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Disparate Terminology used by the Sources to Refer to the Proposed Amendments in Reports of the House Discussions (20 & 21 August 1789)

by Nick Williford (NAWilliford)

Cite as: NAWilliford, ‘Disparate Terminology used by the Sources to Refer to the Proposed Amendments in Reports of the House Discussions (20 & 21 August 1789)’ in Bill of Rights 2018 Editors' Commentary, Quill Project at Pembroke College (Oxford, 2019), item 268.


The varying terminology used to identify the various provisions in the Committee of the Whole report is somewhat confusing beginning with the fourth amendment. The discussions in the Annals and the Congressional Register, owing to the fact that the proposed amendments were intended to be incorporated into specified portions of the Constitution's text, refer to all the proposed alterations of a discrete section of the Constitution as a single amendment. The various propositions contained within that section are referred to individually as clauses or propositions. Thus, all the propositions intended to be inserted into Article 1, section 9, between paragraphs 2 and 3, are referred to as the fourth amendment. This includes eight separate clauses or propositions (for example, first: 'Congress shall make no laws touching religion...'; second: 'The freedom of speech, and of the press...'; third: 'A well regulated militia...'; etc.). The House, just like the Committee of the Whole, examined each of these provisions individually.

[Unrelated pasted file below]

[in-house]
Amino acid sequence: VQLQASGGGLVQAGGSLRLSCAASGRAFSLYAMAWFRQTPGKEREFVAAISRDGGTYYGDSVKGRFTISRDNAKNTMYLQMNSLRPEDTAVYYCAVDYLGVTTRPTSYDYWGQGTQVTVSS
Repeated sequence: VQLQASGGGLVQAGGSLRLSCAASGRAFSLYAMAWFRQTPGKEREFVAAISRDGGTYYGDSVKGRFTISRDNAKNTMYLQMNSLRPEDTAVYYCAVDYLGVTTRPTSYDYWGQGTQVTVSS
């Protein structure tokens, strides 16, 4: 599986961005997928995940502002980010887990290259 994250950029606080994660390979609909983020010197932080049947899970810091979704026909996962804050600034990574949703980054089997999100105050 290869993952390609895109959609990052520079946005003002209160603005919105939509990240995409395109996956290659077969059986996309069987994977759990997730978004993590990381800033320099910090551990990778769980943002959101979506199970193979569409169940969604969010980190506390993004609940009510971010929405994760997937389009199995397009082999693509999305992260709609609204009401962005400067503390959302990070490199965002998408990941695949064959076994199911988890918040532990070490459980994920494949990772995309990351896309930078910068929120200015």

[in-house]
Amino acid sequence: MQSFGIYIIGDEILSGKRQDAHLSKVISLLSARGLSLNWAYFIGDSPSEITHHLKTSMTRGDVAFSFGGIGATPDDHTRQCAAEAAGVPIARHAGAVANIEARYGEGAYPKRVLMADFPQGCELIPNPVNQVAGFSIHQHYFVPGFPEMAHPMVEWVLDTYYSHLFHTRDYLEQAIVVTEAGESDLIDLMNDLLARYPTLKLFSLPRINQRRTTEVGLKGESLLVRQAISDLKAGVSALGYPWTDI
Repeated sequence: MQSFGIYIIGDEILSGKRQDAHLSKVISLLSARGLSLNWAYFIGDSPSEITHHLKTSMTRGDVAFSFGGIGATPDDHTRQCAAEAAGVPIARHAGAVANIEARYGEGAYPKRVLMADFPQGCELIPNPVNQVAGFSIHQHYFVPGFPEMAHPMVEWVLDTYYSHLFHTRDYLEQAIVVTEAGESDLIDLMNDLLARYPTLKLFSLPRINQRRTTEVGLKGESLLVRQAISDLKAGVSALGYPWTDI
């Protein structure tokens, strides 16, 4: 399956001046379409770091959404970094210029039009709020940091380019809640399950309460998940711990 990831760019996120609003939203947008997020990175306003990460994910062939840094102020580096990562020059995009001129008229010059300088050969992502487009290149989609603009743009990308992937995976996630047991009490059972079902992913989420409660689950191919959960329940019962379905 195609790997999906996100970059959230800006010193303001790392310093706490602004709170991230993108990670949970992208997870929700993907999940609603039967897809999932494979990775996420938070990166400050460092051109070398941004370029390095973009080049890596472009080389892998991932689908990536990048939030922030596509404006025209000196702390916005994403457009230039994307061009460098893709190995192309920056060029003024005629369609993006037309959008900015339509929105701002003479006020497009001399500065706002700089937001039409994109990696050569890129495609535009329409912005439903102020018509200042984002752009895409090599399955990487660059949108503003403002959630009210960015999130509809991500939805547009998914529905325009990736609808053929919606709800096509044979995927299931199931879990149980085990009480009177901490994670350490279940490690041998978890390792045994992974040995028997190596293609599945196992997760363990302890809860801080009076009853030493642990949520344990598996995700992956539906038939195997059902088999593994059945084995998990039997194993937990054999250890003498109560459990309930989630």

The newspaper accounts, on the other hand, itemized each individual provision as a separate amendment (thus, by that reckoning, the fourth amendment: 'Congress shall make no laws...'; the fifth amendment: 'The freedom of speech...'; the sixth amendment: 'A well regulated milita...'; etc.). This means that with the adoption of the first provision of the fourth amendment, the provision may be identified in different sources as either 'the first provision' or 'the fourth amendment'. This fact also means that by the time the provision that the Annals refers to as the fifth amendment is taken up, by the itemized reckoning, the same provision is referred to as the tenth amendment.

The fact that none of the sources tend to be overly precise in the term used for a provision (alternatively referring to 'proposition', 'clause', or 'amendment' at various points) increases the potential confusion. Further, the fact that all sources become much less detailed in reporting discussions on the floor during this portion of the negotiation process also increases the potential for confusion. In general, however, the discussions on the floor proceed down the list compiled in the Committee of the Whole report in order, allowing one, generally, to gather which provision is under discussion. At a couple of points, however, precisely which provision is under discussion is uncertain. These uncertainties will be discussed individually as they become relevant.

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